3 markdown editing tips I wish I knew when I started blogging

Published on June 24, 2021 - Tagged: #developer-experience

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I write markdown documentation everyday. I use it for documentation at work and I use it for my blog. I love the simplicity of it.

Over the years I’ve learned theses tips and I wish I knew them when I started.

1. draw.io vscode and the .svg format

If you need to create a diagram for your document you should consider draw.io. There is a drawio plugin for vscode that makes it easy to diagram directly in the vscode UI.

After you install the plugin you can just create a new file with a .drawio extension and start drawing. To import a drawio diagram into a markdown document you have to export the diagram to a format that can be used in documents like png.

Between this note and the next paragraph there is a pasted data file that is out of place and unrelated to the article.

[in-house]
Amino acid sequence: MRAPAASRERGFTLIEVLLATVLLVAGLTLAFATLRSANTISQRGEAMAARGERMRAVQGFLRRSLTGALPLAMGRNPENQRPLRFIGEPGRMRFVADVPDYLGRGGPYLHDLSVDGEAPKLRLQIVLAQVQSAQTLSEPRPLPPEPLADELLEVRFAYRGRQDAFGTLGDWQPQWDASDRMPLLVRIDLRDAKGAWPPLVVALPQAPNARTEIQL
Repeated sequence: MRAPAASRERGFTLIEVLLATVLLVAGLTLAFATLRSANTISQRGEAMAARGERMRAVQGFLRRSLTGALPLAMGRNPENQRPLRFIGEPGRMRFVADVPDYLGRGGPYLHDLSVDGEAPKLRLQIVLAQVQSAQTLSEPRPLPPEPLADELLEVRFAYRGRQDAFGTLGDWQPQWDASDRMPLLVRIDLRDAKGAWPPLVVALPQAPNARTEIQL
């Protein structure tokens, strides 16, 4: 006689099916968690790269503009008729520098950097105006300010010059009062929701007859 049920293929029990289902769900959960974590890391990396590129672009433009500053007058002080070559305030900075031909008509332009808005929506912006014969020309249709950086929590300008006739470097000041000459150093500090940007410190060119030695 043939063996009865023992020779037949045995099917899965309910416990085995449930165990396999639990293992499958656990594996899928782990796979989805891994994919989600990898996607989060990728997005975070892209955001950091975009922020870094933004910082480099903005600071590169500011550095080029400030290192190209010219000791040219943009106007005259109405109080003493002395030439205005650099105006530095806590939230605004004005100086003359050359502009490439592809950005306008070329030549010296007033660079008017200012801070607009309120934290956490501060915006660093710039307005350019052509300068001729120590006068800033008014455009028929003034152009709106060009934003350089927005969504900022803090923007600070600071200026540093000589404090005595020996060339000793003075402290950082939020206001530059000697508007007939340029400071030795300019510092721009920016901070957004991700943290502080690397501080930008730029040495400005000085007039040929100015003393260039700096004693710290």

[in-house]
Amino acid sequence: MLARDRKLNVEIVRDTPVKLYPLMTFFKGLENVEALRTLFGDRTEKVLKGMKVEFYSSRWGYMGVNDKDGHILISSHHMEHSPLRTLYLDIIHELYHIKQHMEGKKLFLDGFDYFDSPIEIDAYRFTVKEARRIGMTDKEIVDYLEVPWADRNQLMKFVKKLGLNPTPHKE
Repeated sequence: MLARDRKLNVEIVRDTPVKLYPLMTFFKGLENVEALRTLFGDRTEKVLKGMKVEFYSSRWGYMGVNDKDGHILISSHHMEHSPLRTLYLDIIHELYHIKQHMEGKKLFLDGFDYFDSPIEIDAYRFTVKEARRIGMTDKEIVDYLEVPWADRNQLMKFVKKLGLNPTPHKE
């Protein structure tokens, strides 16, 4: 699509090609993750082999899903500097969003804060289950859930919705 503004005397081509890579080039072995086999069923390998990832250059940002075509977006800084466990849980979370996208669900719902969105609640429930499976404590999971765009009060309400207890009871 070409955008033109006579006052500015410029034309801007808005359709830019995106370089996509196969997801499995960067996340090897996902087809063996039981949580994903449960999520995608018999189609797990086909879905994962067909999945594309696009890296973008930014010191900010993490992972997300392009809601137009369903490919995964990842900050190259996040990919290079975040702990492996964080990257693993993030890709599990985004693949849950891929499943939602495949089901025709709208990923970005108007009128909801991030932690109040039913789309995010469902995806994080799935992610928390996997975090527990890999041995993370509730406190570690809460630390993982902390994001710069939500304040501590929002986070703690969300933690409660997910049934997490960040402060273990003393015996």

My tip here is to use the .drawio.svg format instead of .drawio so most markdown viewing tools can read the diagram directly off your diagram. This is really great for GitHub documentation.

So to use, create a new drawio diagram file and add svg at the end. e.g. File > new > myDiagram.drawio.svg.

Then you can reference this in your markdown directly ![My diagram]("./myDiagram.drawio.svg").

2. You don’t have to number your sequential lists properly

If you are creating an ordered list you DON’T have to order it. You can just use 1. for all elements and markdown will figure out the order.

Not specifying the order makes it much easier to change the contents of the list later.

e.g.

// this is GOOD - markdown will figure out the order when this is viewed.
1. list item
1. list item
1. list item

// this is BAD - we deleted one and broke the order
1. list item
2. list item
4. list item

3. Square peg in a round hole

I always forget the order of the brackets to describe a link or an image in markdown.

An easy way to remember is “square peg in a round hole” - square brackets always come first.

// for an image
![My image]("./this-is-an-image.png")

// for a link
[This is my link]("https://thisismyurl.com")
Darragh ORiordan

Hi! I'm Darragh ORiordan.

I live and work in Sydney, Australia building supporting happy teams that create high quality software for the web.

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